In March 2021, we wrote about credit and essential spending. This provided considerations for firms looking to understand customer behaviour when it comes to credit usage, particularly in relation to financial difficulties.
The Money and Pensions Service recently published findings from their Credit Counts survey. This research looked at the number of adults who often use a credit card, overdraft, or borrow money, to buy essential goods or pay bills.
The data was collected during 2021, so may not reflect the full impact of the current cost-of-living crisis. However, it does provide firms with a more up-to-date picture of consumer finances generally and provides important insights on how customers are using credit.
State of the nation
The report found that an estimated 17% of UK adults often use credit to buy food or pay bills because they have run out of money. It also established that those more likely to be part of this 17% were young people; single parents; people with disabilities or those having had a mental health problem in the last three years; and people from an ethnic minority.
We know that, by itself, using credit to buy essential goods may not necessarily indicate a difficulty which needs addressing. Nevertheless, it could be valuable for firms to consider the effectiveness of any current identification provisions they have in place, particularly for those in persistent debt.
Many customers in, or on the verge of, financial difficulties, may not be aware of the support their lenders can provide. It is important for firms to consider how they can proactively engage with such customers and communities who are most at risk of entering financial difficulties. This can increase confidence in managing money amongst underserved customer groups and lessen any worries they may have. For example, customers may be concerned that getting help may negatively impact their credit rating or that credit may be withdrawn.
Firms can balance this engagement by also providing accessible educational materials. This could include information on how to budget, where to seek help, and the benefits of early engagement. We saw during the coronavirus pandemic that early engagement can lead to putting in place measures that effectively supports the customer and stops longer term difficulties. Repeating this during the cost-of-living crisis is an opportunity for firms to get ahead and deliver the best outcomes for customers under financial pressure.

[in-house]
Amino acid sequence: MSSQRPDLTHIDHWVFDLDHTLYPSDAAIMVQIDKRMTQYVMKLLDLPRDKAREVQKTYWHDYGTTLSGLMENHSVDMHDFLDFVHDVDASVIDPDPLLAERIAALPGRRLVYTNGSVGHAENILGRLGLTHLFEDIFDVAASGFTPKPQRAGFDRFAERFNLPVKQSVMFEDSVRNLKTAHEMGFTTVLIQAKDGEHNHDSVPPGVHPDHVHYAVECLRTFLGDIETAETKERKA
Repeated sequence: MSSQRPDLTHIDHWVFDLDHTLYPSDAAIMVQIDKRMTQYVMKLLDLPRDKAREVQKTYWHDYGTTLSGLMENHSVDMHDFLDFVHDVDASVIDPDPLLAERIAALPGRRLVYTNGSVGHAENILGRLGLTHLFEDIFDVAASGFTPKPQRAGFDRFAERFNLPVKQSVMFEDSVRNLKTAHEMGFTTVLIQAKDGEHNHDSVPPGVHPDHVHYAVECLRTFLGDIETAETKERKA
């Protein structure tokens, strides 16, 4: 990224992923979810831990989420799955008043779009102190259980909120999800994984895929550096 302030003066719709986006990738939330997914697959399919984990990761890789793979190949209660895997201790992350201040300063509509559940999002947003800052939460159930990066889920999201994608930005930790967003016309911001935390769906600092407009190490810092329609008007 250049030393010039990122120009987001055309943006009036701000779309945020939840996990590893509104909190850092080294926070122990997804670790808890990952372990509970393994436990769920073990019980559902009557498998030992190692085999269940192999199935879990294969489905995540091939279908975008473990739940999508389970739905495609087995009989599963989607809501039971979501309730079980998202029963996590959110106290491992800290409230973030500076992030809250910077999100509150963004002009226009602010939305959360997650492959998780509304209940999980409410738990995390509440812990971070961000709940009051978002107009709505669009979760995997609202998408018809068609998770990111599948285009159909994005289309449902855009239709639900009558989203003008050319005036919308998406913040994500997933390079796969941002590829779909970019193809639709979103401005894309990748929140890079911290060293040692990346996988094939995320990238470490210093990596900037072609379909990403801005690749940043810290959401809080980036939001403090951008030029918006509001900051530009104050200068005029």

The bigger picture
The difficulties being experienced by some customers are not occurring in a vacuum. Firms will be aware that the cost-of-living crisis is influencing customer behaviour in myriad ways, including through increased food, energy, and fuel pricesor difficulties in accessing essential services due to strikes. The cost-of-living crisis has meant that some customers who never previously required support now do so. There are a number of options available to firms to identify customers who may require additional help.
This might include conducting reviews of the activity of accounts that entered financial difficulty to reveal trends and data points. This can be integrated with other MI and qualitative data from the first line, to provide a more textured snapshot. For example, looking to see if there was a discernible uptick on credit use for essentials on accounts entering difficulties. If there was an increase in customers accessing money worry pages, these pages need to be accurate and relevant to the cost-of-living crisis. Comparing customers accessing help across different channels could be valuable in identifying those most at risk. It could also prompt further questions, for example, if help accessed through mobile apps is low, considering if this is due to a lack of information on that channel.
Why it matters
Considering how credit is used is an important part of the picture when looking at financial difficulties. As more people have to make tough decisions on how to best balance their personal finances, firms have an opportunity to be there when most needed. We know that since the pandemic, some firms have found customers to be more open to pro-actively seeking help. This is an encouraging signal and one which, if customers are treated effectively and empathetically having made contact, will lead to better outcomes for those in difficulty.